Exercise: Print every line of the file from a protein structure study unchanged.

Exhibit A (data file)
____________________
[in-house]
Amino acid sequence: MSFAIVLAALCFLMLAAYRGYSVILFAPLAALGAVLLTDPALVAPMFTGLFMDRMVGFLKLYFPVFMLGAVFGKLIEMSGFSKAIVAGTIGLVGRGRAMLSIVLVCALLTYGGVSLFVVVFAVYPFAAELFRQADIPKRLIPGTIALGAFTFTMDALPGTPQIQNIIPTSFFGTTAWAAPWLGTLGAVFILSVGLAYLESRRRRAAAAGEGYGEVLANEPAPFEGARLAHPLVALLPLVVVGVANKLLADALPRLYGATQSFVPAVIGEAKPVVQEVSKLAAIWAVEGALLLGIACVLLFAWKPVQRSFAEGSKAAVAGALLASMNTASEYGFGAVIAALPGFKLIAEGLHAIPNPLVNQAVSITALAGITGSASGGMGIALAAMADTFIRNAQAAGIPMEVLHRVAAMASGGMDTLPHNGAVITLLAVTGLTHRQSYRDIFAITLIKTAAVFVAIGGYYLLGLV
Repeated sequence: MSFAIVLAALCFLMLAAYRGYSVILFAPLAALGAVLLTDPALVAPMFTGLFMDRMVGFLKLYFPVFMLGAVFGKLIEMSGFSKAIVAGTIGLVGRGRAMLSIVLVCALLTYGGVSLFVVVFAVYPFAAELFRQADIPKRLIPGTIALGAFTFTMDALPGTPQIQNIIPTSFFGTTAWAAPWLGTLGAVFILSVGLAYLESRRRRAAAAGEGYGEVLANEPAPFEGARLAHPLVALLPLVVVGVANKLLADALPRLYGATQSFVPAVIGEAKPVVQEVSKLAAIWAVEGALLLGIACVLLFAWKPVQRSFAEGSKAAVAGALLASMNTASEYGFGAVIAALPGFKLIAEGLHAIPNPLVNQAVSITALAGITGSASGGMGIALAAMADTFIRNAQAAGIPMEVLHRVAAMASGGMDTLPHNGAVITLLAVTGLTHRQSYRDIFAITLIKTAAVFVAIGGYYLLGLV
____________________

[in-house]
Amino acid sequence: MSFAIVLAALCFLMLAAYRGYSVILFAPLAALGAVLLTDPALVAPMFTGLFMDRMVGFLKLYFPVFMLGAVFGKLIEMSGFSKAIVAGTIGLVGRGRAMLSIVLVCALLTYGGVSLFVVVFAVYPFAAELFRQADIPKRLIPGTIALGAFTFTMDALPGTPQIQNIIPTSFFGTTAWAAPWLGTLGAVFILSVGLAYLESRRRRAAAAGEGYGEVLANEPAPFEGARLAHPLVALLPLVVVGVANKLLADALPRLYGATQSFVPAVIGEAKPVVQEVSKLAAIWAVEGALLLGIACVLLFAWKPVQRSFAEGSKAAVAGALLASMNTASEYGFGAVIAALPGFKLIAEGLHAIPNPLVNQAVSITALAGITGSASGGMGIALAAMADTFIRNAQAAGIPMEVLHRVAAMASGGMDTLPHNGAVITLLAVTGLTHRQSYRDIFAITLIKTAAVFVAIGGYYLLGLV
Repeated sequence: MSFAIVLAALCFLMLAAYRGYSVILFAPLAALGAVLLTDPALVAPMFTGLFMDRMVGFLKLYFPVFMLGAVFGKLIEMSGFSKAIVAGTIGLVGRGRAMLSIVLVCALLTYGGVSLFVVVFAVYPFAAELFRQADIPKRLIPGTIALGAFTFTMDALPGTPQIQNIIPTSFFGTTAWAAPWLGTLGAVFILSVGLAYLESRRRRAAAAGEGYGEVLANEPAPFEGARLAHPLVALLPLVVVGVANKLLADALPRLYGATQSFVPAVIGEAKPVVQEVSKLAAIWAVEGALLLGIACVLLFAWKPVQRSFAEGSKAAVAGALLASMNTASEYGFGAVIAALPGFKLIAEGLHAIPNPLVNQAVSITALAGITGSASGGMGIALAAMADTFIRNAQAAGIPMEVLHRVAAMASGGMDTLPHNGAVITLLAVTGLTHRQSYRDIFAITLIKTAAVFVAIGGYYLLGLV